Networking and peripherals specialist D-Link has announced a new line of home storage systems, dubbed ShareCenter, starting with the ShareCenter Pulse.
The ShareCenter Pulse, or DNS-320 to give it its full name, was announced by the company this morning and aims to give it a foothold in the rapidly growing home server market.
Chris Davies, D-Link UK and Ireland's general manager, claimed during the announcement that 'the appetite for digital content today is already staggering and this will only grow as consumer behaviour continues to evolve,
' citing the increasing use of high-resolution digital still and video cameras as just one of the rapidly expanding number of demands on digital storage systems in the home.
Focusing on the ShareCenter range, Davies went on to claim that 'our new ShareCenter products will provide home users with easy-to-manage, plug and play storage capability that will enable them to share and back-up their personal digital content.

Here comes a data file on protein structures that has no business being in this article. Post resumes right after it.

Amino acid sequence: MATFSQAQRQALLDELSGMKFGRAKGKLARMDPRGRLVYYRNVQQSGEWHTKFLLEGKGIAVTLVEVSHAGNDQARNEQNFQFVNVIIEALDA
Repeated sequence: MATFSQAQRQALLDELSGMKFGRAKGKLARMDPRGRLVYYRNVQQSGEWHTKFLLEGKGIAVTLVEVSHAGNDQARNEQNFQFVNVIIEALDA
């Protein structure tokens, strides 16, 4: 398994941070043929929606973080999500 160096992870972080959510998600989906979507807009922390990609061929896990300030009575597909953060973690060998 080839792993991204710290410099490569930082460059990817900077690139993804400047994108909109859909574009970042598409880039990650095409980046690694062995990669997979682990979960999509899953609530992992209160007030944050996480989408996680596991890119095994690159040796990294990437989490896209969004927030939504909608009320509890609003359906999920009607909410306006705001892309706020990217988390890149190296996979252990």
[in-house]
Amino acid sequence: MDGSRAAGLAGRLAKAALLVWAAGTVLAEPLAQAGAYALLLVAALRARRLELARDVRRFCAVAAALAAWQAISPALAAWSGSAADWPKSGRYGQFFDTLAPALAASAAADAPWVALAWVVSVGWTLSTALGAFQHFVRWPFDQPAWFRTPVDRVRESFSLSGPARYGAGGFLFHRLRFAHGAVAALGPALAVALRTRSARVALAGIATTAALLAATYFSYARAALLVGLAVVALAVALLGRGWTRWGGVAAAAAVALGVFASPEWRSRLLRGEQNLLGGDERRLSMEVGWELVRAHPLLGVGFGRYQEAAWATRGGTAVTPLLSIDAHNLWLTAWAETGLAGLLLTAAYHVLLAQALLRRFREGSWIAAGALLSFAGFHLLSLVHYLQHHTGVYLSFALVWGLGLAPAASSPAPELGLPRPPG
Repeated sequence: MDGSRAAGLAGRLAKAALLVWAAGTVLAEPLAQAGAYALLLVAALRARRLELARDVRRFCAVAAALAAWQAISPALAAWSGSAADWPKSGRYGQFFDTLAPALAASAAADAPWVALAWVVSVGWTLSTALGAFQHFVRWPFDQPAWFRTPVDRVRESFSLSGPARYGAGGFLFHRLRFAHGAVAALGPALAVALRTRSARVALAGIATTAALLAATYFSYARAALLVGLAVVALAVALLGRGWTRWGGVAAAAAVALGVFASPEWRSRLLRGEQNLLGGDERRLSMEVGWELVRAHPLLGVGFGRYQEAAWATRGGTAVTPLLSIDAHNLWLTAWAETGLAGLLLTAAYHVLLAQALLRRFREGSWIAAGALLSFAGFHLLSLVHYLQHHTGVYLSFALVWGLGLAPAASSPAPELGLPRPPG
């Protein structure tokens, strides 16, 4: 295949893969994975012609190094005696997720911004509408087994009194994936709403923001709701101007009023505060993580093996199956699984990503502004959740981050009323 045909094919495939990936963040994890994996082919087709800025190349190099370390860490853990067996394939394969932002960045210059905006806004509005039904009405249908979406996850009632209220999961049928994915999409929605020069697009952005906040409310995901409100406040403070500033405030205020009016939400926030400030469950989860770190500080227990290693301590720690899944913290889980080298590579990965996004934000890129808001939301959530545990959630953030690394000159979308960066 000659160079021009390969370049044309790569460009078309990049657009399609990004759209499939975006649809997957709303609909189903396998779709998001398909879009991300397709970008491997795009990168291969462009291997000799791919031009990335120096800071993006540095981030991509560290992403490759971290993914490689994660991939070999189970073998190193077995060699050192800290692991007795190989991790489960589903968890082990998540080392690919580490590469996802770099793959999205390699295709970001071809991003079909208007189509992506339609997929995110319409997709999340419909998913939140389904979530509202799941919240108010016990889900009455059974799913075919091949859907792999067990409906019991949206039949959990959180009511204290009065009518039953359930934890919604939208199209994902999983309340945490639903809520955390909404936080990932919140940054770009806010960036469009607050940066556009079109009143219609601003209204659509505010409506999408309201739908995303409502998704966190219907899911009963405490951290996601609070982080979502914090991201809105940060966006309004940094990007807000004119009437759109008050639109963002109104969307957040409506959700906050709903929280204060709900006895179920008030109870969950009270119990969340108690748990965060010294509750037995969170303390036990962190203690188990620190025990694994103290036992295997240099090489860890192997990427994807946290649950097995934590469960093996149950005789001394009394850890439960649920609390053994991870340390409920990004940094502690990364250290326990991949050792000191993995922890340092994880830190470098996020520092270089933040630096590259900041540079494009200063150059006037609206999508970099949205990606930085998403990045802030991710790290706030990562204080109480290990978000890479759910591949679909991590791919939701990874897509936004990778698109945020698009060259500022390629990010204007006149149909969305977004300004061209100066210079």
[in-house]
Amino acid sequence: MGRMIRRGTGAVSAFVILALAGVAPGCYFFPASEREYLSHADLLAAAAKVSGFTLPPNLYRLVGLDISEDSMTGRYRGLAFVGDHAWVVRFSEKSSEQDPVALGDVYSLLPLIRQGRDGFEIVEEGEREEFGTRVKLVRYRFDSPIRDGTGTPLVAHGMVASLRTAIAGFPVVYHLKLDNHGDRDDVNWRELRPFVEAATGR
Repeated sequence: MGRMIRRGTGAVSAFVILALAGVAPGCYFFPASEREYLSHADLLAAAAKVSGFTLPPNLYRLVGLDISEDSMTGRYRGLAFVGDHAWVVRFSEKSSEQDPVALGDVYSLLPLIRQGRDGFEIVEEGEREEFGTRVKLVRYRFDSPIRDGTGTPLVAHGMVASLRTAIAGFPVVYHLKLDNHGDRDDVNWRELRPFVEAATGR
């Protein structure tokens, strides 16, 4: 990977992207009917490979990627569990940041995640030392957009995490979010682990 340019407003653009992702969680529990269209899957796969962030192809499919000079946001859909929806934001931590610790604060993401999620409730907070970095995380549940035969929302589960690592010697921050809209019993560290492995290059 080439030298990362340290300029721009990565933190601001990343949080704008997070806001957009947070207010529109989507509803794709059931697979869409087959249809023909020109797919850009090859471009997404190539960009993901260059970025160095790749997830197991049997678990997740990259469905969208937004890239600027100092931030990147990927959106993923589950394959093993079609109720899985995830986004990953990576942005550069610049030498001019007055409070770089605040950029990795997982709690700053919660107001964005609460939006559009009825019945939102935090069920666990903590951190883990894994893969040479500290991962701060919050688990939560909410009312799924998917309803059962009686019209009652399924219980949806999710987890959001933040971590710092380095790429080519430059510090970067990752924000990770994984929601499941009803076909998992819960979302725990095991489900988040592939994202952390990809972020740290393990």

The Pulse, as the inaugural ShareCenter system, offers the ability to connect two 3.5in SATA hard drives to a home network over a wired connection, but unlike many NAS products includes a strong focus on the specific requirements of home and leisure users. As well as an integrated UPnP media server and iTunes server, the Pulse includes an FTP server which can be configured to be Internet-accessible and a built-in BitTorrent client.
The company also claims that the Pulse is an eco-friendly device, trying to ride the green wave by trumpeting support for hard drive hibernation, the use of a low-power CPU and variable speed fan, and D-Link's own 'Green Ethernet' technology which all help to keep the power draw at a minimum.
The ShareCenter Pulse hits retailers shelves today priced at £89.99.
Do you think that D-Link's ShareCenter range holds promise, or has the company failed to adequately distinguish the Pulse from the rest of the UPnP and BitTorrent equipped NAS boxes currently on the market? Share your thoughts over in the forums